@subtledoctor I don't need to make large assumptions - I'm happy to rely on evidence ;).

    I appreciate that the way people play the game is very different. I only play no-reload and normally solo. I also never use healing items and make pretty limited use of buffs. That means that I pay far more attention to when weapon attacks take place than most people. However, for the purposes of testing, anyone can check when actual attacks take place in a round - the easiest way to do that is to turn on the battle text in the game.

    I agree it can be difficult to tell when a new round starts - which is why I gave you a methodology to make that clear (have one character in your party attack another; withdraw between attacks and wait briefly to ensure your next attack is at the start of a new round). Also do turn on false attacks for the purpose of testing, if you've disabled that. It doesn't change the timing, but does make it clearer visually there is a variation in the speed of attacks - avoiding any need for stopwatches.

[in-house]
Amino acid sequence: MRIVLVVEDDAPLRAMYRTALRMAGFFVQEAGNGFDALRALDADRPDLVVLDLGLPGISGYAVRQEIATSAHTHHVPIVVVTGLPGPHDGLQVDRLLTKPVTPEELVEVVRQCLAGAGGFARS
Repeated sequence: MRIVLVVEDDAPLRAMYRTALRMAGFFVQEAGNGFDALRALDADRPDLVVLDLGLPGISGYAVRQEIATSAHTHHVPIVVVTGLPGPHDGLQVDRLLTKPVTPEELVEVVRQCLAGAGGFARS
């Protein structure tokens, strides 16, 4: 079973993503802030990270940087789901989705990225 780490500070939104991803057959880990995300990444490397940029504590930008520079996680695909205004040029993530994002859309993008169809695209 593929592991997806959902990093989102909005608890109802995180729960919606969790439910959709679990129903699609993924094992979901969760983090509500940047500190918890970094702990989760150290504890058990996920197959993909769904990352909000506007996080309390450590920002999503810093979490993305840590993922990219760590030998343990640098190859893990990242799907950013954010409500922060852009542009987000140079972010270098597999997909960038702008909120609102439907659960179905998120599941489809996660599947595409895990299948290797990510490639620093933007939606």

I previously set out why the variation in attack speed appears to be designed and not a random programming glitch (slow melee weapon - never attacks early in the round; fast melee weapon - always attacks early in the round; medium melee weapon - sometimes attacks early, sometimes not).

    I don't know if you've read my other posts in the thread, but I've said that the comparison with PnP is not helpful. What initiative means in PnP is fundamentally different from in BG and Bioware might have been better choosing a different word for it - but they didn't. Reading from my BG2 original manual, this is what was said about initiative: "In Baldur's Gate II initiative is used as a random variation on how quickly characters can initiate their attacks or spells. It adjusts the speed factor of a spell or weapon slightly."